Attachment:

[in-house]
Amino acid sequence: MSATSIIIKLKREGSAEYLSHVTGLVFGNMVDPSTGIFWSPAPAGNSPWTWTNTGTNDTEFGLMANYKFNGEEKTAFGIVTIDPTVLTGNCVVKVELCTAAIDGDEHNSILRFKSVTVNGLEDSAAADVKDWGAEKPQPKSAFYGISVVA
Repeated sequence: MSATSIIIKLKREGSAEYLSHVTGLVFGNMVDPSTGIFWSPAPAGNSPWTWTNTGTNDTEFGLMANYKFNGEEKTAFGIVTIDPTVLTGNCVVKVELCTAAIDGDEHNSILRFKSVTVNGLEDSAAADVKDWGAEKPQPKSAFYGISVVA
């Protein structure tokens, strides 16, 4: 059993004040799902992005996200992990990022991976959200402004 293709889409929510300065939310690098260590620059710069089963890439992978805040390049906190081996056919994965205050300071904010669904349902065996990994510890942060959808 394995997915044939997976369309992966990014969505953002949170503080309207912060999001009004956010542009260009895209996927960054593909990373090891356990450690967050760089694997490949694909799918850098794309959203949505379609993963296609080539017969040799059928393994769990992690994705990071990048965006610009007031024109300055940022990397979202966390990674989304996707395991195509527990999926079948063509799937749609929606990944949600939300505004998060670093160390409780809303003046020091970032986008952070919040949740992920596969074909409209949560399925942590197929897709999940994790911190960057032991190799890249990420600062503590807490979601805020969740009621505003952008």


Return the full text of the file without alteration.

[in-house]
Amino acid sequence: MSATSIIIKLKREGSAEYLSHVTGLVFGNMVDPSTGIFWSPAPAGNSPWTWTNTGTNDTEFGLMANYKFNGEEKTAFGIVTIDPTVLTGNCVVKVELCTAAIDGDEHNSILRFKSVTVNGLEDSAAADVKDWGAEKPQPKSAFYGISVVA
Repeated sequence: MSATSIIIKLKREGSAEYLSHVTGLVFGNMVDPSTGIFWSPAPAGNSPWTWTNTGTNDTEFGLMANYKFNGEEKTAFGIVTIDPTVLTGNCVVKVELCTAAIDGDEHNSILRFKSVTVNGLEDSAAADVKDWGAEKPQPKSAFYGISVVA
């Protein structure tokens, strides 16, 4: 059993004040799902992005996200992990990022991976959200402004 293709889409929510300065939310690098260590620059710069089963890439992978805040390049906190081996056919994965205050300071904010669904349902065996990994510890942060959808 394995997915044939997976369309992966990014969505953002949170503080309207912060999001009004956010542009260009895209996927960054593909990373090891356990450690967050760089694997490949694909799918850098794309959203949505379609993963296609080539017969040799059928393994769990992690994705990071990048965006610009007031024109300055940022990397979202966390990674989304996707395991195509527990999926079948063509799937749609929606990944949600939300505004998060670093160390409780809303003046020091970032986008952070919040949740992920596969074909409209949560399925942590197929897709999940994790911190960057032991190799890249990420600062503590807490979601805020969740009621505003952008």